Methylviologen-dependent selenate, chlorate and nitrate reductase activities of (a) Haloferax meditteranei pNar, (b) Thauera selenatis Ser and (c) Paracoccus denitrificans nNar. All activities were determined at 25 mM substrate. The activities are presented as the percentage of the maximum rate detected with chlorate. Methylviologen activities were measured as described in Anderson (2001). All data have been newly collected for this work. Haloferax meditteranei pNar 100% activity=250 nmol MV oxidized mg−1 min−1; Thauera selenatis; Ser 100% activity=500 nmol MV oxidized mg−1 min−1; Paracoccus denitrificans nNar 1000 nmol MV oxidized mg−1 min−1.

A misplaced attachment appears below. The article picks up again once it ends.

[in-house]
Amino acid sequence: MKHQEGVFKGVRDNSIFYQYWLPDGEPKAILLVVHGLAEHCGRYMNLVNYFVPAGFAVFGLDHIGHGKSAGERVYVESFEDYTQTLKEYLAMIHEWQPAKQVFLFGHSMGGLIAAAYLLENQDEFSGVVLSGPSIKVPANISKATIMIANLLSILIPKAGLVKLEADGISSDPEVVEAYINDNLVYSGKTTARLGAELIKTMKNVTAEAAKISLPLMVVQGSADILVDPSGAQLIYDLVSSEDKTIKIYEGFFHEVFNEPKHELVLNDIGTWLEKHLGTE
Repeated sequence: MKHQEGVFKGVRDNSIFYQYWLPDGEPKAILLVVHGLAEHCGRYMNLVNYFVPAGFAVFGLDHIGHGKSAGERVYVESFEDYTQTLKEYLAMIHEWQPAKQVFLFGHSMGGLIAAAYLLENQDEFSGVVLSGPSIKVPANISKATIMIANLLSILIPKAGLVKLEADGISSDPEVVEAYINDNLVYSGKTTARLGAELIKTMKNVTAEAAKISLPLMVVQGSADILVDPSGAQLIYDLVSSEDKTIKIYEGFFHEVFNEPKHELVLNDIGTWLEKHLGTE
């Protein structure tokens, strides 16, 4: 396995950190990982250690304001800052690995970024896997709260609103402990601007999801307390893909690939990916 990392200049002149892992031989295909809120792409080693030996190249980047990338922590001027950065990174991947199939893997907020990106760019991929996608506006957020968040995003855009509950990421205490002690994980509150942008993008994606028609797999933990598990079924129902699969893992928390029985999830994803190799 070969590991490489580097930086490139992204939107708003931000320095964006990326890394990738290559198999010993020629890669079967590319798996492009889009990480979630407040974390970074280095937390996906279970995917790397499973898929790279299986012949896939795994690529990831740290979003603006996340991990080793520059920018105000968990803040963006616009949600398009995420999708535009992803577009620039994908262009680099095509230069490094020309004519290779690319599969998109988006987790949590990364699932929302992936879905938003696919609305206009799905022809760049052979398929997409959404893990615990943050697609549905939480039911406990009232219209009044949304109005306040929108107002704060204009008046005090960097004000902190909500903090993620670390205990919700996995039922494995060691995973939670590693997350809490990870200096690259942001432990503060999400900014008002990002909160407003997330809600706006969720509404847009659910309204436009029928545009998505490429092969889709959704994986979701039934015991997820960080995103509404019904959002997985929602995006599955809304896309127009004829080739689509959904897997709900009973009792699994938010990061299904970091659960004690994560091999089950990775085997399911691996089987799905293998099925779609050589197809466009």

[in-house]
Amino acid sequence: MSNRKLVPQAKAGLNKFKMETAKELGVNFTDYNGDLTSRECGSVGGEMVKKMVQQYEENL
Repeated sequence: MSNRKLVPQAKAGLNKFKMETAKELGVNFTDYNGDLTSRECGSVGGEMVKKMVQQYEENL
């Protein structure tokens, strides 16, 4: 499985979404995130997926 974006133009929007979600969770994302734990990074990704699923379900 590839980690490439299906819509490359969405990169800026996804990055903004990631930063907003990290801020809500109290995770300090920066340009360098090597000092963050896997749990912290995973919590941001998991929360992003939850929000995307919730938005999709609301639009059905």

Thus, the biochemical analysis provides clear information on a Nar or Ser enzyme's catalytic character that the overall sequence identities are ambiguous about. With this information, one can then look further into the pNarG, nNarG and SerA sequences using the structurally defined E. coli nNarG as a platform from which to identify pNars correctly in emerging genome databases. Using molecular modelling (Dridge et al., 2006) based on the three-dimensional X-ray structure of nNarG from E. coli (Bertero et al., 2003; Jormakka et al., 2004) and also examining the recent X-ray structure of Aromatoleum aromaticum EbdA (Kloer et al., 2006) and the amino acid sequences of other D-group Mo-bis-MGD enzymes, a number of key signatures of a pNarG begin to emerge. The first is Asn52, which is located within a cysteine-rich motif H/CX3CX3−5CX35−46C located close to the N-terminal of all the D-group molybdoenzymes. This Cys cluster is thought to be involved in the co-ordination of an iron–sulphur cluster of the [4Fe-4S] type (Fig. 3a). The involvement of this motif in the co-ordination of such a cluster has been shown in the crystal structures of E. coli nNarG (Bertero et al., 2003; Jormakka et al., 2004) and Aromatoleum aromaticum EbdA (Kloer et al., 2006). Among all the nNarGs, the first cluster-co-ordinating residue is His, but this is not the case in the putative pNarG proteins where it can be a Cys residue (Archaeoglobus fulgidus). Asn52 is located in the cluster (Fig. 3a). It is positioned c. 3.9 Å away from the Mo atom and serves a structural role, positioning the [4Fe–4S] cluster and could form a hydrogen bond to a bound substrate. This asparagine residue is also conserved in the pNarGs, but is replaced with glycine in the active site of EbdA and SerA (Fig. 3a), which could affect enzyme specificity. The second signature relates to the substrate entry channel. In the E. coli nNarG, the conformation of the putative substrate entry channel is dictated by Thr54, Gln235 and Thr236. Gln235 and Thr236 are conserved in the Haloferax mediterranei pNarG sequence and, indeed, all the nNar and putative pNar sequences. This could therefore be a fingerprint for a Nar as they are not conserved in the other D-group members (Fig. 3b), for example they are replaced by Ala221 and Arg222 in T. selenatis SerA. This structure-based bioinformatics analyses suggests that there are signatures that may enable a pNar to be distinguished from a SerA among the D-group branch of molybdoenzymes.